Section 23090.5 reads: ‘No court of this state, except the Supreme Court and the courts of appeal to the extent specified in this article, shall have jurisdiction to review, affirm, reverse, correct, or annul any order, rule, or decision of the department or to suspend, stay, or delay the operation or execution thereof, or to restrain, enjoin, or interfere with the department in the performance of its duties, but a writ of mandate shall lie from the Supreme Court or the courts of appeal in any proper case.’ This section is a part of Article 5 of Chapter 1.5, Division 9 of the Business and Professions Code relating to the administration of the Department of Alcoholic Beverage Control. Article 5 was added to the code in its entirety in 1967.
As we have seen, sections 23090 through 23090.4 establish a new procedure for the review of ‘a final order of the board’ in a case involving the exercise of the limited judicial powers of the department. We conclude, therefore, that in enacting section 23090.5, the Legislature did not intend to establish an alternative procedure for judicial review of such orders or decisions even though section 23090.5 relates to the power of the courts to ‘review, affirm, reverse, correct, or annul any order * * * or decision of the department.’ As we read section 23090.5, the Legislature intended thereby to provide for jucidial review of the orders, rules or decisions or other acts of the department in the performance of its duties when acting in its administrative rather than in its limited judicial capacity. As to such matters the section provides that ‘a writ of mandate shall lie from the Supreme Court or the courts of appeal in any proper case.’
Although we have no recorded legislative history of sections 23090 through 23090.7, it appears, as pointed out by the Attorney General, that the language of sections 23090 through 23096 was based on the provisions of sections 5950 through 5956 of the Labor Code relating to judicial review of orders, decisions, etc., of the Workmen's Compensation Appeals Board. Thus, section 5950 of the Labor Code provides for a writ of review to be issued by the Supreme Court or the appropriate court of appeal ‘for the purpose of inquiring into and determining the lawfulness of the original order, decision, or award or the order, decision, or award following reconsideration’ by the Workmen's Compensation Appeals Board. This, of course, is comparable to the provisions of section 23090 of the Business and Professions Code. Section 5955 of the Labor Code as amended in 1967 (Stats. 1967, ch. 17, s 104) reads: ‘No court of this state, except the Supreme Court and the courts of appeal to the extent herein specified, has jurisdiction to review, reverse, correct, or annul any order, rule, decision, or (a)ward of the appeals board, or to suspend or delay the operation or execution thereof, or to restrain, enjoin, or interfere with the appeals board in the performance of its duties but a writ of mandate shall lie from the Supreme Court or a court of appeal in all proper cases.’ In Loustalot v. Superior Court, 30 Cal.2d 905, p. 911, 186 P.2d 673, p. 677, the court said that the legislative history of section 5955 of the Labor Code ‘shows without question that section 67 of the Public Utilities Act provided the model for section 5955 and that the decisions interpreting section 67 are likewise applicable thereto.’3 Similarly the decisions interpreting section 5955 of the Labor Code are applicable in interpreting section 23090.5 of the Business and Professions Code.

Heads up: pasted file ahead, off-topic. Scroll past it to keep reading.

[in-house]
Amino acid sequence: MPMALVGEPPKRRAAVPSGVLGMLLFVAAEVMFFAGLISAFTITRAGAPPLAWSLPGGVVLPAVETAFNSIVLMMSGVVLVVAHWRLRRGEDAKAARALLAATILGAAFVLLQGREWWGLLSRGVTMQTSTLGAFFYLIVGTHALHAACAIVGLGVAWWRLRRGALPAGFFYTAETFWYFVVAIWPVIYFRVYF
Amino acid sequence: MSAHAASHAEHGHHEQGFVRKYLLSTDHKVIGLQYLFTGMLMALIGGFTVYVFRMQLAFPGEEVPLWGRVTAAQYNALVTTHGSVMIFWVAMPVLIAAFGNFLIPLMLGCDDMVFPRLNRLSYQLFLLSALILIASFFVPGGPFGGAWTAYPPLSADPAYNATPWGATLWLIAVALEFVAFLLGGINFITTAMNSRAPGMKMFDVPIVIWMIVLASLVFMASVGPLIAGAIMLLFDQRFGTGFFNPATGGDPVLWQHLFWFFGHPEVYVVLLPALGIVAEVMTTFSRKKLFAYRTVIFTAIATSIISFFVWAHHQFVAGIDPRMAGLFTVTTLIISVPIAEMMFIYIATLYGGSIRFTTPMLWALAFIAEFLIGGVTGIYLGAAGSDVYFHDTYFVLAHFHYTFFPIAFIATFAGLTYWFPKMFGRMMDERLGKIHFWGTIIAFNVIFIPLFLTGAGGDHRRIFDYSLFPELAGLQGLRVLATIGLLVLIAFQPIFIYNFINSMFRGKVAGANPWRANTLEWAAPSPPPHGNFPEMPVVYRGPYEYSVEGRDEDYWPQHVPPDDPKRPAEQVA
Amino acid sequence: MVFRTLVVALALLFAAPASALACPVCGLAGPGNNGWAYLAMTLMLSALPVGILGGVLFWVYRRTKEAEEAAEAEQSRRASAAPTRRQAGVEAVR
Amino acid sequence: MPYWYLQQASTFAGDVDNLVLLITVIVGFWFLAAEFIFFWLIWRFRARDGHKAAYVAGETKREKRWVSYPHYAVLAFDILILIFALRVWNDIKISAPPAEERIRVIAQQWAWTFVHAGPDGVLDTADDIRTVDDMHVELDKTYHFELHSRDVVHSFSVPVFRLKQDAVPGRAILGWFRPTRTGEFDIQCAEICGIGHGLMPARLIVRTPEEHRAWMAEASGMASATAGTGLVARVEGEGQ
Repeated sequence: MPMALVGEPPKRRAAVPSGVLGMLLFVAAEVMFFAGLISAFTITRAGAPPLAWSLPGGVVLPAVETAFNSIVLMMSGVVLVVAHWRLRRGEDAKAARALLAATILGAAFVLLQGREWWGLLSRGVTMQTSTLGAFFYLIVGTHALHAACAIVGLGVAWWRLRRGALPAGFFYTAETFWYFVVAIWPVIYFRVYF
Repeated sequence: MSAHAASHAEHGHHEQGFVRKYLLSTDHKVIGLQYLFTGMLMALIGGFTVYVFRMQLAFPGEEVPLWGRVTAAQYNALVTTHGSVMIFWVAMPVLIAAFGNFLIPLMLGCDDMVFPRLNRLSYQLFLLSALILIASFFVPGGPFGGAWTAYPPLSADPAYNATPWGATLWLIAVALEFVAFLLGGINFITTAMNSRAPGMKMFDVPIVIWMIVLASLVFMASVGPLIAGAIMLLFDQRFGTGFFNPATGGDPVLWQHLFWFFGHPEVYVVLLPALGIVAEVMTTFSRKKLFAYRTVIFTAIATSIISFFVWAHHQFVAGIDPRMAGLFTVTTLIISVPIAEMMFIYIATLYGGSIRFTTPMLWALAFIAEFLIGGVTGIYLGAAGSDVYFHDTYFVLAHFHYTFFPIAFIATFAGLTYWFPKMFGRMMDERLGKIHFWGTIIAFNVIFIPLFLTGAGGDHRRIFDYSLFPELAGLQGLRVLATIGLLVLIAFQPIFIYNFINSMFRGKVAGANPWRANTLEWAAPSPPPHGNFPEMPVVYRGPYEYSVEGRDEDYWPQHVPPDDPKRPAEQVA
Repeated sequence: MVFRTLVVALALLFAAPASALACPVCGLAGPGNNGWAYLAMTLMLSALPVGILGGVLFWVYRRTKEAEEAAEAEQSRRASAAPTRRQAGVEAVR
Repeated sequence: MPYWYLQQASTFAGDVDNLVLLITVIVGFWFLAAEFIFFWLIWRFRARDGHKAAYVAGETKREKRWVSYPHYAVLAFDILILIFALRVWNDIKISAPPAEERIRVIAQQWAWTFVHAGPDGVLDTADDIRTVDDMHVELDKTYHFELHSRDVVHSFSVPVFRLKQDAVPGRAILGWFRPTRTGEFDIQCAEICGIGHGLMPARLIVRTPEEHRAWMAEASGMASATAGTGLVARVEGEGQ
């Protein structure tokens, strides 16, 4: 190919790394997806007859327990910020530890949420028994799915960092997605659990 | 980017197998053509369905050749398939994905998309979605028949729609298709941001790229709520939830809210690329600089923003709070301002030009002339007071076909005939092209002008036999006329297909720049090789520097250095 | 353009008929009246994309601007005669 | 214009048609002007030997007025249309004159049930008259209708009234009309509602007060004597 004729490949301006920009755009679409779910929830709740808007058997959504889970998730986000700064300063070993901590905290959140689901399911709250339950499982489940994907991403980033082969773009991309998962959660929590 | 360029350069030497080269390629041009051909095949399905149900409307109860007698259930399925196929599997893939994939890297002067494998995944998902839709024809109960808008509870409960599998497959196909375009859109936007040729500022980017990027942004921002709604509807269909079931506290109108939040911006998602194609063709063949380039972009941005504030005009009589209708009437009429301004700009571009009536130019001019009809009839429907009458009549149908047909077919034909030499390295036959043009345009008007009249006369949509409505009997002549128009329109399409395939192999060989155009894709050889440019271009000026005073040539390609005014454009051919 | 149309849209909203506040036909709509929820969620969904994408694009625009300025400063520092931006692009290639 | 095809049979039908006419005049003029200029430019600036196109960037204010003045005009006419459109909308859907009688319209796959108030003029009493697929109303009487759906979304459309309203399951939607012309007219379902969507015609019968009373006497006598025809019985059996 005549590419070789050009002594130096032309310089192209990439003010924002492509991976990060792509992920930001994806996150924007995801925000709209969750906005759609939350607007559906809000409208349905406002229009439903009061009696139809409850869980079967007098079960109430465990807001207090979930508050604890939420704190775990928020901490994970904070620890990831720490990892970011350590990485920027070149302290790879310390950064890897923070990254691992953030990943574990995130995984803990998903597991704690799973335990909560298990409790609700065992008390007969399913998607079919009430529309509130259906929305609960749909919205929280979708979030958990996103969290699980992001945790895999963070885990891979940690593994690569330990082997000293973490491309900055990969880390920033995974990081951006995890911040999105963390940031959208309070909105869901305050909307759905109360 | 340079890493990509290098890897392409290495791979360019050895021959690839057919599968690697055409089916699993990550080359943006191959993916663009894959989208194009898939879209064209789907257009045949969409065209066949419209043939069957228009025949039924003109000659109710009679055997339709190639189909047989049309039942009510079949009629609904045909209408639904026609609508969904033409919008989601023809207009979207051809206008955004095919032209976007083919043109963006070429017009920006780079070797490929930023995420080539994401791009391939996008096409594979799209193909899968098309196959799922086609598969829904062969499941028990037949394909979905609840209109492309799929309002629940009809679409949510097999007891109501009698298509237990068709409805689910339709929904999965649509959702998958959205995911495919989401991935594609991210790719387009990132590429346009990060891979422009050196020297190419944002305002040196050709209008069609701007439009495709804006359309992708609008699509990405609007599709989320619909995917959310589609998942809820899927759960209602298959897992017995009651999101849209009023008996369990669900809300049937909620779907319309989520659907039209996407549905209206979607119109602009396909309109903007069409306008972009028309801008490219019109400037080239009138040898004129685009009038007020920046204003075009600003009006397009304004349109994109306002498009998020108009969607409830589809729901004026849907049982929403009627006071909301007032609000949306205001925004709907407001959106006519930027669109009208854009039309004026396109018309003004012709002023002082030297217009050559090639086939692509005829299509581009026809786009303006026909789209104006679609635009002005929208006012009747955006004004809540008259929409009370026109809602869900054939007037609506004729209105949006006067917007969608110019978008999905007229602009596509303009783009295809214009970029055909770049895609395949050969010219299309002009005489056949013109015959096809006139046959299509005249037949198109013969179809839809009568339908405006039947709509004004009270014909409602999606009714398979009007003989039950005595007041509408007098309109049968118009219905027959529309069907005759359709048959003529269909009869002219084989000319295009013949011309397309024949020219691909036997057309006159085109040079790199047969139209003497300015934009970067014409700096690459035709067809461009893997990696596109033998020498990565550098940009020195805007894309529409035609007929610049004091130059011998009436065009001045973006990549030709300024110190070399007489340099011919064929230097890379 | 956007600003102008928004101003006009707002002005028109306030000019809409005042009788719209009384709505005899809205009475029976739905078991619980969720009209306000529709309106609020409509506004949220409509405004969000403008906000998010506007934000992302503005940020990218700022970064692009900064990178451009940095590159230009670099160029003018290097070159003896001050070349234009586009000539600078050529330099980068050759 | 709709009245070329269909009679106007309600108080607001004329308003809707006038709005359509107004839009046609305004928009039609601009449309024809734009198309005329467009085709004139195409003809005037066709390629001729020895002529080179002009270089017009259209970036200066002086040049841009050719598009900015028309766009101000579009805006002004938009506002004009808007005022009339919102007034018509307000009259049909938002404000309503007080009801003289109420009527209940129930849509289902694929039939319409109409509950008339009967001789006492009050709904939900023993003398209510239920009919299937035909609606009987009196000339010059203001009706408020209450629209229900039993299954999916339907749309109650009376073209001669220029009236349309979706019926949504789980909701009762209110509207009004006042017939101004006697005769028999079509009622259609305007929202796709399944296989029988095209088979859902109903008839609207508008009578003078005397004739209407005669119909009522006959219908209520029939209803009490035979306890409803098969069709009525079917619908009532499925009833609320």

In Loustalot v. Superior Court, supra, 30 Cal.2d at pp. 911—912, 186 P.2d at p. 677, the court, after reviewing the decisions interpreting section 67 of the former Public Utilities Act, said: ‘It is thus settled that a superior court has ‘no jurisdiction directly or indirectly to overrule an order of the Railroad Commission. The power to reverse, review, correct or annul orders of that commission rests solely in the Supreme Court (sec. 67 of the Public Utilities Act, supra) and the superior court is without jurisdiction in the premises.’ (Wallace Ranch Water Co. v. Foothill Ditch Co., supra, 5 Cal.2d 103, at 121, 53 P.2d 929.) ‘Even though the order by the Railroad Commission be palpably erroneous in point of law, until some order by the Supreme Court may be issued to the contrary, the original order of the Commission must stand as a proper and legal order in the premises. * * * Such being the state of the law, it would follow that, as is provided by the act itself, the only relief which the aggrieved party may have from such an order is by or through a writ issued by the Supreme Court.’ (People v. Hadley, supra, 66 Cal.App. 370, at 375, 226 P. 836.)' Likewise, continued the court, ‘an order of the Industrial Accident Commission, even though erroneous, may not be reviewed or annulled by the superior court and must stand as a proper and legal order until reversed by this court or a district court of appeal. The only relief afforded the aggrieved party is a writ by this court or a district court of appeal.’